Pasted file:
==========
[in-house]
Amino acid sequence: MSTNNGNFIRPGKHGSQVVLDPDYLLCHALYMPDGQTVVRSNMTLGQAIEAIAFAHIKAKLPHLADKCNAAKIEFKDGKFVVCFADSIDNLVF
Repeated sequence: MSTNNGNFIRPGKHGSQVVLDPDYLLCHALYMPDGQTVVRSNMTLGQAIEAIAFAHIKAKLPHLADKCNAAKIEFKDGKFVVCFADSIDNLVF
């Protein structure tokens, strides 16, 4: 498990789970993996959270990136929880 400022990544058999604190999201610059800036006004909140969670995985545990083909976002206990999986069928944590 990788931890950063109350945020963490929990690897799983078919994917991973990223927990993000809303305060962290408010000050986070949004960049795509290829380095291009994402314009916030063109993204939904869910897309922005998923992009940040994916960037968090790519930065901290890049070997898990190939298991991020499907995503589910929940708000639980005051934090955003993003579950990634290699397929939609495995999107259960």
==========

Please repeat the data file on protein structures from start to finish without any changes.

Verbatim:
[in-house]
Amino acid sequence: MSTNNGNFIRPGKHGSQVVLDPDYLLCHALYMPDGQTVVRSNMTLGQAIEAIAFAHIKAKLPHLADKCNAAKIEFKDGKFVVCFADSIDNLVF
Repeated sequence: MSTNNGNFIRPGKHGSQVVLDPDYLLCHALYMPDGQTVVRSNMTLGQAIEAIAFAHIKAKLPHLADKCNAAKIEFKDGKFVVCFADSIDNLVF
């Protein structure tokens, strides 16, 4: 498990789970993996959270990136929880 400022990544058999604190999201610059800036006004909140969670995985545990083909976002206990999986069928944590 990788931890950063109350945020963490929990690897799983078919994917991973990223927990993000809303305060962290408010000050986070949004960049795509290829380095291009994402314009916030063109993204939904869910897309922005998923992009940040994916960037968090790519930065901290890049070997898990190939298991991020499907995503589910929940708000639980005051934090955003993003579950990634290699397929939609495995999107259960």